• Mortality rates are very low in cases of HAV infection (0.1–0.2%). The mortality rate of HEV infection is higher than HAV infection in the general population (1–2%), and is even higher in pregnant women (20%) who have been infected with HEV in the third trimester.
  • Person-to-person transmission via the fecal-oral route is the primary means of HAV and HEV transmission. Transmission occurs most frequently among close contacts in households and extended family settings, and can be transmitted following ingestion of fecally contaminated water or food.
  • HAV infection is rarely transmitted following transfusion of blood or blood products that were collected from donors during the viremic phase of HAV infection.
  • Sporadic outbreaks of HAV infection occur following ingestion of shellfish harvested from fecally contaminated waters.


After ingestion, HAV and HEV can withstand the harsh conditions in the stomach and intestines. These viruses replicate in the oropharynx and epithelial lining of the intestines, where they initiate a transient viremia and infect the liver. HAV and HEV bind to and replicate primarily within liver parenchymal cells. The viruses are released into bile and eventually into stool. HAV and HEV may be shed in feces for 10 days before clinical symptoms appear.


Although most infections are subclinical, lymphoid infiltration, Kupffer cell proliferation, and necrosis of the parenchyma cells can occur. Antibody-antigen complexes and complement fixation contribute to inflammation and tissue damage. All HAV infections are acute and are self-limited by the production of immunoglobulin M (IgM) and IgG reactive with the virus. These anti-HAV antibodies result in long-lasting immunity to future HAV exposure. Mortality rates are very low following HAV infection (0.1–0.2%), although high mortality rates (20%) are observed in woman infected with HEV during the third trimester of pregnancy. High mortality rates (20%) are observed in woman infected with HEV during the third trimester of pregnancy.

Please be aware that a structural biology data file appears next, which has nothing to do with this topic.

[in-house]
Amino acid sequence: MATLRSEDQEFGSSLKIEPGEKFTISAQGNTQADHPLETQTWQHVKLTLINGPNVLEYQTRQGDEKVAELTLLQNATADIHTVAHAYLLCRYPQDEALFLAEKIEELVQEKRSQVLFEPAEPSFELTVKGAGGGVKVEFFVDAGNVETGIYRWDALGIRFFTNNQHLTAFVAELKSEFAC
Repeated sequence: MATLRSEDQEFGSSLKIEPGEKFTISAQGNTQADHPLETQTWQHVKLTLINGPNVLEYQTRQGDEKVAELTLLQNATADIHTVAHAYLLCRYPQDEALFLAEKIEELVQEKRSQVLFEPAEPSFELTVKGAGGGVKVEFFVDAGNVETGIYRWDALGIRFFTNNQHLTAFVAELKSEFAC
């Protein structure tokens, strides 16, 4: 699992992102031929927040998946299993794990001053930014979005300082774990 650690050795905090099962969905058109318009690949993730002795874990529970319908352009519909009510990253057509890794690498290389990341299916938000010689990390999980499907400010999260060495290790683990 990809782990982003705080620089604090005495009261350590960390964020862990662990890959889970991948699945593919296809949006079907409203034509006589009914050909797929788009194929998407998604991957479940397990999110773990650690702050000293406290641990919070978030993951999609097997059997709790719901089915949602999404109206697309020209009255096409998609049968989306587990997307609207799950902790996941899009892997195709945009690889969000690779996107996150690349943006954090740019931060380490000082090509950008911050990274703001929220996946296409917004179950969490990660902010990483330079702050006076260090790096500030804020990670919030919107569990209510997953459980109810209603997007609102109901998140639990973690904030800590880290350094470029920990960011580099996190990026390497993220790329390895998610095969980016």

See how the antibodies to HAV rise in relation to viral titers and patient symptoms.



Diagnosis of viral hepatitis includes identifying clinical signs and symptoms, including malaise, liver enlargement, jaundice, and icterus. Blood studies reveal elevated liver enzyme levels (ALT and AST). Serologic testing aids in confirmation of the clinical diagnosis (Table HEP-2).

Table HEP-2. Serologic Tests for Hepatitis A Virus (HAV)

Stage of Hepatitis


Immunoglobulin M (IgM)


Immunoglobulin G (IgG)


Acute HAV infection



Previous HAV infection



Therapy and Prevention


Supportive care and rest are currently the only treatment for patients with viral hepatitis. Immunoglobulin (Ig) given within 2 weeks of infection lessens the severity of symptoms or prevents symptoms. Ig is of no value once symptoms have appeared.


In the U.S., immunization with the HAV vaccine is recommended for all children at 1 year of age. Vaccination of children 1 year of age and older and adolescents and adults at the age-appropriate dose is preferred for those who plan to travel repeatedly or reside for long periods in intermediate or high-risk areas. All HAV vaccines contain inactivated (killed) virus and should be given in two doses at least 6 months apart.


Ig is recommended for travelers younger than 1 year of age and for persons 1 year of age and older who need only short-term protection. The HAV vaccine or Ig is recommended for all susceptible persons traveling or working in countries with intermediate or high rates of HAV infection.


Send comments and mail to Neal R. Chamberlain, Ph.D.,
Revised 2/4/16
©2016 Neal R. Chamberlain, Ph.D., All rights reserved.